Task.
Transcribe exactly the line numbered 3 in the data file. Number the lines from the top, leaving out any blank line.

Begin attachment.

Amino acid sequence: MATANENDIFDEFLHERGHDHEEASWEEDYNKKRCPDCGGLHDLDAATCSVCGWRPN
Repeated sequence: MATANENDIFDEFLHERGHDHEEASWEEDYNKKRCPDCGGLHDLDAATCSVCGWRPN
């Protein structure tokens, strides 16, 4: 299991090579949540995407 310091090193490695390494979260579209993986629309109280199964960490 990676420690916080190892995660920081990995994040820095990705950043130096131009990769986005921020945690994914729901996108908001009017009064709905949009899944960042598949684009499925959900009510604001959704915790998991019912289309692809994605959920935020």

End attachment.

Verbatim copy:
């Protein structure tokens, strides 16, 4: 299991090579949540995407 310091090193490695390494979260579209993986629309109280199964960490 990676420690916080190892995660920081990995994040820095990705950043130096131009990769986005921020945690994914729901996108908001009017009064709905949009899944960042598949684009499925959900009510604001959704915790998991019912289309692809994605959920935020």